Generally there are considered to be four church system or culture patterns formed generally around congregational size: The Family Church (50 or fewer active members); the Pastoral Church (50 to 150); the Program Church (150 to 350); and the Corporate Church (350 and up). The last two categories are not very relevant to CCC, so I won’t even describe the third one. As you read, ask yourself which characteristics are or have been predomininant at CCC.
FAMILY church – A church of 50 or fewer people operates like one extended family. There is a lot of individual personal ownership of what is happening. It almost always has one key person in it (Patriarch or Matriarch) who is actually making the decisions. The members expect the pastor to be the family chaplain, or token spiritual person, in the sense of baptizing, marrying and burrying and comforting. What they want is pastoral care. Period. The pastor who tries to go beyond that, to being a change agent, will simply be tolerated, not heeded. These churches know that “pastors are short term, we members are long term.” Pastors are often disappointed to find that after they leave all their initiatives have disappeared, and, like footsteps in wet sand at a rising tide, little trace of them is left. Unless, that is, the pastor was shrewd enough to ferret out who the true decision maker is, and has conversations with them in which the Patriarch or Matriarch comes to believe that repainting the front door of the church is “their” idea. Such ideas will actually turn into actions and effects will last longer.
A big danger for pastors in these churches is that many people will complain to the pastor about the person who is actually calling the shots, and the unwise pastor will choose a showdown, a confrontation. At that point they will discover no one is standing with them over against the Patriarch or Matriarch and it will soon be time to take a call.
PASTORAL Church – This church ranges from 50 to 150 active members and is big enough that no one clan or family system runs the show. The pastor can have more power and influence, but needs to manage multiple Matriarchs/Patriarchs. Every member will have an expectation of having their spiritual needs met personally by their pastor, at short notice if needed. The sense of being a family will remain, but the closer this church gets to 150 the more that will be strained. Delegating tasks becomes important for the pastor. The biggest danger in such a church is pastoral burnout, as the larger it gets the harder it will be on the pastor, particularly if they are not good at setting boundaries. A highly relational pastor will do well in such situations. The growth of the church will depend largely on the popularity of the pastor. Most churches are in this size category.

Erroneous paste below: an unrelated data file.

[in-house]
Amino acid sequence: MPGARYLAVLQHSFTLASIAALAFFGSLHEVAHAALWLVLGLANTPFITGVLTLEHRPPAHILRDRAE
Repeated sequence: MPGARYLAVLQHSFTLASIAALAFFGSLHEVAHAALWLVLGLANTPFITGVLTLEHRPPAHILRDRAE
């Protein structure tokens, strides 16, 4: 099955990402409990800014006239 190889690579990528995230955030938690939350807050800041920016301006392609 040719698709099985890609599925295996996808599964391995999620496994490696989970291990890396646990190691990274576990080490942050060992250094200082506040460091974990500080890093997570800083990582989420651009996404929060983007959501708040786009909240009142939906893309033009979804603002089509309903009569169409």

PROGRAM Church – 150- 350 members. CCC has not been that size (yet), but when you get to this size the pastor becomes more of the executive director of the programs of the church than spiritual care-giver. In this category it will now be the programs/ministries of the church that will need to meet people’s needs. The pastor will need to be recruiting and motivating and training the leaders of these programs to keep things going. “Trickle down spirituality” is a phrase I use for what needs to happen. The move from 150 members to 200 and higher than that has proven to be the most difficult of transitions for churches because of the major change in roles and expectations that needs to happen. The pastoral size expectations of personal contact with the pastor, for instance, is a hard one for people to let go of when the next stage is moved into.
The biggest challenges and crises happen whenever a congregation goes up through one of the thresholds, or down from one category to another. Both pastor and congregation need so much understanding of how that changes things that these are hard to go through smoothly. Which category do you think CCC is most like? Has she moved back and forth between categories? Feel free to comment and create conversation.